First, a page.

Once you get to 25 posts you can PM me if you want to purchase one of these planes for restoration. We can then discuss how much work you want to do vs have me do before sending the plane to you, e.g., sharpening the blade.
 

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Discussion Starter · #11 · (Edited)
Thank you very much Dave ... The next question I guess is what should I pay for something like this ..

image-3344629161.jpg



image-692384217.jpg

The one on left/ top is a Stanley 5 bailey with flat bottom

The right/ bottom is same but a 6 with a ribbed bottom

Are these two decent to start with?
 

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Not sure how you see the pictures.

How they appear for me is that the top one is the No. 6 and the bottom one is the No. 5.

Flat sole vs corrugated is perhaps personal preference. I prefer flat, although my No. 7 is corrugated. No real difference in use, but I find flat sole easier to sight the blade, although I do not have to do this often.

One picture does not tell a full tale.

The No. 6 needs more work. I would end up removing the crappy paint and re-painting. Several hours work for me to remove the old paint since I do not have a sand blaster. I use paint stripper, but have a lot of scraping to do by hand. The tote appears to have been split, perhaps glued back together. I would make a new tote.

The No. 6 appears to have full size blade.

The No. 5 casting appears to just need cleaning, but the blade is shot. Notice the lateral adjustment lever is far longer than the blade. A full length blade is longer than the lateral adjustment lever. The blade has been sharpened, like within a short distance of the screw hole.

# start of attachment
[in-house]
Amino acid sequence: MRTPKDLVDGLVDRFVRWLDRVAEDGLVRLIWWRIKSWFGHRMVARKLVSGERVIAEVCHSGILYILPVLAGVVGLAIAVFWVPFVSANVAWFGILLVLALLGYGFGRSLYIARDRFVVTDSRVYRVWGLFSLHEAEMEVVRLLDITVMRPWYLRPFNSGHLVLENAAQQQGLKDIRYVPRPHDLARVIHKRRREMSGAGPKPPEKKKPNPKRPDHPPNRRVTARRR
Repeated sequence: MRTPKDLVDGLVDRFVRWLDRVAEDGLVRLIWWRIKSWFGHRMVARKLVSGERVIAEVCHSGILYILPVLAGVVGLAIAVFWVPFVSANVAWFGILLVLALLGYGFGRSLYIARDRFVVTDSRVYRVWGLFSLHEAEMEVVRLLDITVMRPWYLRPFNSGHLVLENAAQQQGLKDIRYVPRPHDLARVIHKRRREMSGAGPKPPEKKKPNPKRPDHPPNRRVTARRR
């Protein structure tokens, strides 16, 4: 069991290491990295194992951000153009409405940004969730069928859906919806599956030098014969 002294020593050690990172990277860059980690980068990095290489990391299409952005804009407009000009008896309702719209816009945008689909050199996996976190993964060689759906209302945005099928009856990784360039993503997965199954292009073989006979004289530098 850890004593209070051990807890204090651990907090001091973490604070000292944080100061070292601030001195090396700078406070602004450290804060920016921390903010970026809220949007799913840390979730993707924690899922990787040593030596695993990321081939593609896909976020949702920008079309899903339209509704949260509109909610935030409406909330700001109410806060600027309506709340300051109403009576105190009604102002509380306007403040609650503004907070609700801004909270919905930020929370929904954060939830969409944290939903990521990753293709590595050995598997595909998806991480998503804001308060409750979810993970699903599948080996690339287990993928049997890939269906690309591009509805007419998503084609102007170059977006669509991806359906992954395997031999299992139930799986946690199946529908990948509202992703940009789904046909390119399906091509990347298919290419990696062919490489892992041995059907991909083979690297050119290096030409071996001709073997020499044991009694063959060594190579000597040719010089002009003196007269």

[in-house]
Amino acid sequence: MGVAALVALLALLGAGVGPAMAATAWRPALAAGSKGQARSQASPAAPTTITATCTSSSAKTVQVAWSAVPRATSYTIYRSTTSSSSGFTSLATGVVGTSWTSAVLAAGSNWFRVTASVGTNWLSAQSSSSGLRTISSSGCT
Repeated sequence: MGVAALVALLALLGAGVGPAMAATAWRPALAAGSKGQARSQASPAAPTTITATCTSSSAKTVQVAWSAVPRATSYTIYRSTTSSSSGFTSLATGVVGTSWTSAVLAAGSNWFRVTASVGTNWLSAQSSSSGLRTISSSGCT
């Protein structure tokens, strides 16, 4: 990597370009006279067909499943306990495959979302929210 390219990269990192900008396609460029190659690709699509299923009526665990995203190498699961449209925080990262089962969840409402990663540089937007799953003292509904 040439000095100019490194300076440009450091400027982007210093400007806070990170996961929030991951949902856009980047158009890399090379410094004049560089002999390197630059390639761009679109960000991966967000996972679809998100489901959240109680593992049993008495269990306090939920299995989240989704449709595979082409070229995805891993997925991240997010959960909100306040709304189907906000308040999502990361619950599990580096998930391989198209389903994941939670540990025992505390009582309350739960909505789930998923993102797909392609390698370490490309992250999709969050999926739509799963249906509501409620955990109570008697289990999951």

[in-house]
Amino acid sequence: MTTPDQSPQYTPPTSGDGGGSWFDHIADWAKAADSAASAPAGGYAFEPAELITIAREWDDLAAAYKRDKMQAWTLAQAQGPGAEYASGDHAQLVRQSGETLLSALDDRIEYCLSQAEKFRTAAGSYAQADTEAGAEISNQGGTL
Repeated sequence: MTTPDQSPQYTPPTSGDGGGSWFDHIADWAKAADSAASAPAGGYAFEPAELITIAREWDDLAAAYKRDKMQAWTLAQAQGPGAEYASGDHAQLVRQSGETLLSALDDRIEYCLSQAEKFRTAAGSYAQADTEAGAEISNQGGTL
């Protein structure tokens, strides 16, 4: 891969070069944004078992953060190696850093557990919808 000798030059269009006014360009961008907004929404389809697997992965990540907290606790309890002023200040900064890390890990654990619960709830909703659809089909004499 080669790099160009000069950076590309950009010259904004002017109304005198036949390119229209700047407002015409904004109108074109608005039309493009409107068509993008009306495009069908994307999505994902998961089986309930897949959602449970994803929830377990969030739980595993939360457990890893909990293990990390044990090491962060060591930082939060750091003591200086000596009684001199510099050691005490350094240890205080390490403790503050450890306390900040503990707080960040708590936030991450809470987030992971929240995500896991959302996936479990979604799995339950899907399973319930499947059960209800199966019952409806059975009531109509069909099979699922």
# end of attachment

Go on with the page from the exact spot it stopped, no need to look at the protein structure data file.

If you have a spare blade, not a problem but if starting out you likely do not have a spare. You can purchase a new blade from e.g., Lee Valley.

I cannot tell you what you should pay. Too many variables. If the seller is an antique collector they often have inflated view of the worth of these tools.

I think $15 - $25 is the most I would pay for the No. 5 knowing I would need to get a replacement blade.

I think $25 - $40 is the most I would pay for the No. 6.

A big unknown is whether any other parts need to be replaced.
 

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Discussion Starter · #13 ·
Holy cow... Thanks Dave! You just confirmed how green I am when it comes to this! I don't know what to do now. I had no idea that there was stuff wrong with blade etc i just saw the obvious stuff... Glad I didn't buy them... For I think 75$! Maybe I should start with something functional until I can get a working knowledge of these things so I dot make a mistake. Back to square one hahaha.